Mike Stern / Victor Wooten Group
Porgy & Bess 21.00
First evening on 01.07. ONLINE TICKETS
In a career that spans three decades and a discography that includes more than a dozen eclectic and innovative recordings, six-time GRAMMY® nominee Mike Stern has established himself as one of the premier jazz and jazz-fusion guitarists and composers of his generation.
Born in Boston in January 1953, Stern grew up in Washington, DC, then returned to Boston to study at the Berklee College of Music. After college, he got his start as a guitar player with Blood, Sweat & Tears at age 22. Following a brief stint with Billy Cobham’s powerhouse fusion band from 1979 to 1980, he moved to New York City, where he was recruited by Miles Davis to play a key role in Miles’ celebrated comeback band of 1981 (which also included bassist Marcus Miller, drummer Al Foster, percussionist Mino Cinelu and saxophonist Bill Evans). During his three-year period with Miles, Stern appeared on three recordings with the jazz maestro – Man with the Horn, Star People and the live We Want Miles.
He toured with Jaco Pastorius’ Word of Mouth Band from 1983 through 1985 and returned to Miles’ lineup for a second tour of duty that lasted close to a year. In 1985, Stern recorded Neesh, his first recording as a leader, for the Japan-based Trio label.
A year later, he made his debut on Atlantic with Upside Downside, featuring such celebrated colleagues as David Sanborn, Jaco Pastorius, saxophonist Bob Berg, bassists Mark Egan and Jeff Andrews, keyboardist Mitch Forman and drummers Dave Weckl and Steve Jordan. Over the next two years, Stern was a member of Michael Brecker’s potent quintet, appearing on Don’t Try This At Home.
In the summer of 1986, Stern took to the road with David Sanborn and later joined an electrified edition of Steps Ahead, which featured Mike Mainieri on midi vibes, Michael Brecker on the Electronic Wind Instrument (EWI), Darryl Jones on electric bass and Steve Smith on drums.
Stern’s second Atlantic album, Time In Place (1988), delivered on the promise of his debut. He followed with Jigsaw (1989) and Odds Or Evens (1991), both of which ably showcased his legendary guitar prowess and musicality. During this period he also formed a touring group with Bob Berg that included drummer Dennis Chambers and bassist Lincoln Goines. They remained a working unit from 1989 to 1992, at which point Stern joined Michael and Randy Brecker in a reunited Brecker Brothers Band, appearing on Return of the Brecker Brothers, released in 1992.
Other notable sideman credits include work with the late tenor saxophonist Joe Henderson and the live recording 4 Generations of Miles, in which he joins other Miles Davis alumni George Coleman on tenor sax, Jimmy Cobb on drums and Ron Carter on bass.
The ‘90s proved to be a prolific and critically successful period for Stern. His acclaimed 1993 release, Standards (And Other Songs), earned him the pick of Best Jazz Guitarist of the Year by the readers and critics of Guitar Player magazine. He followed that up with two hard hitting offerings – Is What It Is in 1994 and Between The Lines in 1996 – both of which scored GRAMMY® nominations.
In 1997, he recorded Give And Take with bassist John Patitucci, drummer Jack DeJohnette, percussionist Don Alias and special guests Michael Brecker and David Sanborn. Their freewheeling covers of Sonny Rollins’ “Oleo,” John Coltrane’s “Giant Steps,” Cole Porter’s “I Love You” and Jimi Hendrix’s “Who Knows” helped Stern earn the Orville W. Gibson Award for Best Jazz Guitarist that year.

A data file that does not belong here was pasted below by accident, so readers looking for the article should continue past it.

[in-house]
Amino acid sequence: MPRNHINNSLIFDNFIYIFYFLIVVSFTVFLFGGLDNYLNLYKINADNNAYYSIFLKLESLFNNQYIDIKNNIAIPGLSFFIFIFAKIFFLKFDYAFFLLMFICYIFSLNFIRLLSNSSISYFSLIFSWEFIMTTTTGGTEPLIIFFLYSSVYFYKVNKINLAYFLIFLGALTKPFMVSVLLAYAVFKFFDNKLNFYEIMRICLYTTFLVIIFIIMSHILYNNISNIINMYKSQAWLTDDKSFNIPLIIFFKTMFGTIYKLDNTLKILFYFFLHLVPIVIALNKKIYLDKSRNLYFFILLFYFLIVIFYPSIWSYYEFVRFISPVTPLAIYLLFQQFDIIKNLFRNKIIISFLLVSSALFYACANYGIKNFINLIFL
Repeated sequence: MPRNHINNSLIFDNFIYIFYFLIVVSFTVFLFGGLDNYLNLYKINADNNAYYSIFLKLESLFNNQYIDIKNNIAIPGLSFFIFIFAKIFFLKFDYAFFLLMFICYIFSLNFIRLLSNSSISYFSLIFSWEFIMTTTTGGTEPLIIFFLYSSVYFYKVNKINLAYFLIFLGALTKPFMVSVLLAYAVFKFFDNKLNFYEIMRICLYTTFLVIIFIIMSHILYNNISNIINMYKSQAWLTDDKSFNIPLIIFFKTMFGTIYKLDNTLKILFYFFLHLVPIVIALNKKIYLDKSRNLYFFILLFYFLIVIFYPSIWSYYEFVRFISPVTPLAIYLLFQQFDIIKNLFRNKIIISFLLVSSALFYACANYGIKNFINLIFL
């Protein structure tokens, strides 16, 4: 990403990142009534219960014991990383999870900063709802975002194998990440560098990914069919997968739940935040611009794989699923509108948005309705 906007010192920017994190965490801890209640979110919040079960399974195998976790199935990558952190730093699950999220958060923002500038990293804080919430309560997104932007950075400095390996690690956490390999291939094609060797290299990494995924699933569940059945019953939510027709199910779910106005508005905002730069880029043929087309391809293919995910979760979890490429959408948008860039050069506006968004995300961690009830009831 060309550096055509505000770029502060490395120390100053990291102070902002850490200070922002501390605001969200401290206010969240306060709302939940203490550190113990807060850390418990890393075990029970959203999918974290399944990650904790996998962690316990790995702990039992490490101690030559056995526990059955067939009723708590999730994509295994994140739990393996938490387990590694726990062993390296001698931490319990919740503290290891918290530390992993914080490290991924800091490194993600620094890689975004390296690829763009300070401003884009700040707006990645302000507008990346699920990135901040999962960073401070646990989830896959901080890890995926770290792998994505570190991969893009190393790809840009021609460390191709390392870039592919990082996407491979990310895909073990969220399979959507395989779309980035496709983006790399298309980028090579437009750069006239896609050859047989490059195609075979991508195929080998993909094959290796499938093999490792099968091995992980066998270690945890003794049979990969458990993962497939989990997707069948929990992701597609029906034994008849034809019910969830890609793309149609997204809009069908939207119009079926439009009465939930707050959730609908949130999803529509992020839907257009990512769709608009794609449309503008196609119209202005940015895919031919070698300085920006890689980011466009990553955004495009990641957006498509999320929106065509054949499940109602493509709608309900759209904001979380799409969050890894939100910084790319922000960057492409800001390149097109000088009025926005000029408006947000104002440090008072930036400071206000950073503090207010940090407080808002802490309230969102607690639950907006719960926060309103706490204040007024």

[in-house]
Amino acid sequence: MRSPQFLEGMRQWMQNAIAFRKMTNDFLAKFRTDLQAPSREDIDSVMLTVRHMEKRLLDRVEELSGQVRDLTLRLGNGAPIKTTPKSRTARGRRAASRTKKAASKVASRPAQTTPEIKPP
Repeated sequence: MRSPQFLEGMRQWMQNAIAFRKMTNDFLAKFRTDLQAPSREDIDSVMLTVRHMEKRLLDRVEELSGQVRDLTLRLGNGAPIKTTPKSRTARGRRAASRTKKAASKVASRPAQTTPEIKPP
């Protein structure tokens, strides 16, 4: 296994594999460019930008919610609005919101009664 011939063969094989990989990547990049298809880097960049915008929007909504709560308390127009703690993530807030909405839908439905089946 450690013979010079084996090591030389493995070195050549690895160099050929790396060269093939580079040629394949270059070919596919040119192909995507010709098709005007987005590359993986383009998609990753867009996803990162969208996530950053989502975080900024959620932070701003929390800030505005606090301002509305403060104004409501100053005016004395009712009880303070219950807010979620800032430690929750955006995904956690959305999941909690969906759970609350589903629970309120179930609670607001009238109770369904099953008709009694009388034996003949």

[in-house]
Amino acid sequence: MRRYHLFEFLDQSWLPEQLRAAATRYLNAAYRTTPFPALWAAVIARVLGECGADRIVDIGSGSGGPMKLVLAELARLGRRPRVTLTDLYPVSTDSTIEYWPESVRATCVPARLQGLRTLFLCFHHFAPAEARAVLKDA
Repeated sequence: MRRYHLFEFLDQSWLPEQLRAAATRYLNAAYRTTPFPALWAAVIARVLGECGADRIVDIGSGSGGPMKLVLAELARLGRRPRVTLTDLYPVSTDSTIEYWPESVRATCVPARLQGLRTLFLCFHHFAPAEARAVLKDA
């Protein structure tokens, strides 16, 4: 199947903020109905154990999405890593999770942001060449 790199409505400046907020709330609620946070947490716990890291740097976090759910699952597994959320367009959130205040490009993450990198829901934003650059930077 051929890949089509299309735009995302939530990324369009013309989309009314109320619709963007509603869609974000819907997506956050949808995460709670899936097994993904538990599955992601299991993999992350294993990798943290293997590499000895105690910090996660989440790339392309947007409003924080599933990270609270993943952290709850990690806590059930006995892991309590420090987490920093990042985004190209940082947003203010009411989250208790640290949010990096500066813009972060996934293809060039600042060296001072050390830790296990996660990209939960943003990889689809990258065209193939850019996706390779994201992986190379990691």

Stern’s ninth release for Atlantic was a six-string summit with colleagues Bill Frisell and John Scofield that was appropriately titled Play. His Voices (2001) release, his first foray into vocal music, was also another GRAMMY® nominee.
After 15 years with Atlantic, Stern shifted to ESC for the 2004 release of These Times, an eclectic set that included guest appearances by some high-profile session players – bassist Richard Bona, saxophonist Kenny Garrett and banjoist Bela Fleck.
Stern joined Heads Up International, a division of Concord Music Group, with the August 2006 release of Who Let the Cats Out? Regardless of who let them out, the cats are indeed loose on this album, and making a serious noise. Included on the guest roster are bassists Richard Bona (who handles vocals on two tracks), Anthony Jackson, Meshell Ndegeocello, Chris Minh Doky and Victor Wooten, trumpeter Roy Hargrove, saxophonists Bob Franceschini and Bob Malach, drummers Dave Weckl and Kim Thompson, harmonica player Gregoire Maret, and keyboardist/producer Jim Beard.
During the Festival International de Jazz de Montréal in June 2007, Stern joined the renowned Yellowjackets for some electrifying live performances. The dates served as the catalyst for Lifecycle, a Yellowjackets/Stern studio collaboration considered by many to be one of the most innovative and memorable jazz albums of 2008. The first Yellowjackets recording in 15 years to feature a guitar player, Lifecycle illustrates the kind of energy and creative brilliance that results when five talented players pool their individual skills as songwriters and musicians and merge into an entity that’s far greater than the sum of its parts.
In August 2009, Stern released Big Neighborhood. Aiding him in this latest chapter in his neverending quest for the new and better groove is a long list of talented guests: guitarists Steve Vai and Eric Johnson; bassist-vocalists Esperanza Spalding and Richard Bona; jamband godfathers Medeski Martin & Wood; drummers Dave Weckl, Terri Lyne Carrington, Cindy Blackman Santana and Lionel Cordew; bassists Chris Minh Doky and Lincoln Goines, saxophonists Bob Franceschini and Bob Malach, trumpeter Randy Brecker and keyboardist/producer Jim Beard. Big Neighborhood was also nominated for a GRAMMY® for Best Contemporary Jazz Album.